Accepted Paper:

From Pharmacogenetics to Post-Genomic Revolution? Competing Narratives of Personalized Psychiatry  

Author:

Jonas Rueppel (Goethe-University Frankfurt)

Paper short abstract:

In recent years, personalized psychiatry has become an influential vision that increasingly guides psychiatric research and practice. Based on a document analysis, I will reconstruct the competing narratives on this notion and how the foundations of psychiatry are renegotiated.

Paper long abstract:

Since the completion of the Human Genome Project, personalized psychiatry has become an influential vision that increasingly guides psychiatric research and practice. The notion has been a matter of scientific controversies ever since and experienced significant transformations. In the early 2000s, it was mostly identified with pharmacogenetics and its suggested potential to improve both drug safety and drug efficacy. Since then its meaning has changed. Personalized psychiatry has turned out to be a theoretical umbrella that incorporates (pharmaco-)genomics as well as proteomics and neurosciences. According to this narrative, personalized psychiatry will be realized by means of a systemic integration of various biomarkers and a consistent re-classification of mental illness. The objective of its advocates is not only an improvement of drug treatment but rather a post-genomic revolution of psychiatry itself - its way of knowing, diagnosing and intervening. This narrative is currently challenged by some psychiatrists, who conversely describe the targeted biomarkerization as a kind of depersonalization. Instead of biomarker research, they ask for new bio-psycho-social approaches to realize their vision of personalized psychiatry.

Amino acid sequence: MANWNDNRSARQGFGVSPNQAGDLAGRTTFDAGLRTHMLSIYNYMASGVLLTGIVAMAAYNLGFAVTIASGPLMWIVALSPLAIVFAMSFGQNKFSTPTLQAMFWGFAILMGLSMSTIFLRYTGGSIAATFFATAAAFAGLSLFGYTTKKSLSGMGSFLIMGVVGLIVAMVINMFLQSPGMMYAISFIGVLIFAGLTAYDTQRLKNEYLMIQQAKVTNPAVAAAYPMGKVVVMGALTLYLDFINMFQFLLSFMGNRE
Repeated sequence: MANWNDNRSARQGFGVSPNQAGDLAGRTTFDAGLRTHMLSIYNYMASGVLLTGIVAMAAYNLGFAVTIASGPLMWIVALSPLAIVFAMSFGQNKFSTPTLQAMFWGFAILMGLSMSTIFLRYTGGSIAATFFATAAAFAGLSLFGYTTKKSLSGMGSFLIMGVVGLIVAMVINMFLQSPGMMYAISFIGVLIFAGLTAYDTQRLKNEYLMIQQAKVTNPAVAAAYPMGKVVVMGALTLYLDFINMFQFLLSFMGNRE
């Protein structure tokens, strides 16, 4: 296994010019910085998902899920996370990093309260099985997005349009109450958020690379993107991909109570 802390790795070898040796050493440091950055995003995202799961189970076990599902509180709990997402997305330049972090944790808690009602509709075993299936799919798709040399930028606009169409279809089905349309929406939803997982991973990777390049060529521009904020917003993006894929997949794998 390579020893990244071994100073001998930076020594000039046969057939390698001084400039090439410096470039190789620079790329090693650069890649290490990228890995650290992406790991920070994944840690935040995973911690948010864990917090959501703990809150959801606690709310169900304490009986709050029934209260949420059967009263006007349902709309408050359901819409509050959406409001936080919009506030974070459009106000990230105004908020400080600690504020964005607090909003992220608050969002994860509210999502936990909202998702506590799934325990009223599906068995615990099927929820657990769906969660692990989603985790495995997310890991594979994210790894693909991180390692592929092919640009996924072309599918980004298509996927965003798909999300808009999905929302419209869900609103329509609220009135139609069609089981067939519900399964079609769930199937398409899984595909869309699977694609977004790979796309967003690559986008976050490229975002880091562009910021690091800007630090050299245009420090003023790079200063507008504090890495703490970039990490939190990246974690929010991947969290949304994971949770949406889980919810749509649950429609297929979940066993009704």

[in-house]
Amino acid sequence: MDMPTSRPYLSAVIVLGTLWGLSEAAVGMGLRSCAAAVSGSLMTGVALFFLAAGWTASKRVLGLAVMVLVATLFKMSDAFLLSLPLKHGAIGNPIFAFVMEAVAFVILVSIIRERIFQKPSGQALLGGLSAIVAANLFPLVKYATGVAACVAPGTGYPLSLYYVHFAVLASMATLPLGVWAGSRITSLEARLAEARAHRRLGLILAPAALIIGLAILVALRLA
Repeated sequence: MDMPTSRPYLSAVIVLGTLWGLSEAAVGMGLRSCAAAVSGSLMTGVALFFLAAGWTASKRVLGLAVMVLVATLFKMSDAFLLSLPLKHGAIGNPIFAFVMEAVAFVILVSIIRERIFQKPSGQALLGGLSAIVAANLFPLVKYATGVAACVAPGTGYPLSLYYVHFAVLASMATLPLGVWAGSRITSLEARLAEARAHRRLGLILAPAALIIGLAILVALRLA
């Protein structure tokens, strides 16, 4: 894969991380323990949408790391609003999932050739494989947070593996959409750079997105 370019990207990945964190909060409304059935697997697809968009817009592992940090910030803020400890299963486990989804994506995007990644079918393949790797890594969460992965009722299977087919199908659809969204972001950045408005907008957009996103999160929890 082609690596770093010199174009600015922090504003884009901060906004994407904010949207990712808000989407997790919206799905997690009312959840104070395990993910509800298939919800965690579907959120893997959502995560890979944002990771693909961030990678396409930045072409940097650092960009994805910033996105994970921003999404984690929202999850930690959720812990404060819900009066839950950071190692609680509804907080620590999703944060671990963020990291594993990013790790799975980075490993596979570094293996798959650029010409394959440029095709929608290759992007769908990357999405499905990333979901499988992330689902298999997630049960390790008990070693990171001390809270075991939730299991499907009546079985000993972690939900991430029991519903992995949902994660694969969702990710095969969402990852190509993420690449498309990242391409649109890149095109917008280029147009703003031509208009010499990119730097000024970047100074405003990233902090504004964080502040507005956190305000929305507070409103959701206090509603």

Based on an analysis of psychiatric journals and documents with a focus on the period from 2000 to 2015, I will reconstruct these competing narratives of personalized psychiatry and outline how the very foundations of psychiatry are renegotiated in this discourse.

Panel T096
Emerging biotechnologies in psychiatry and clinical psychology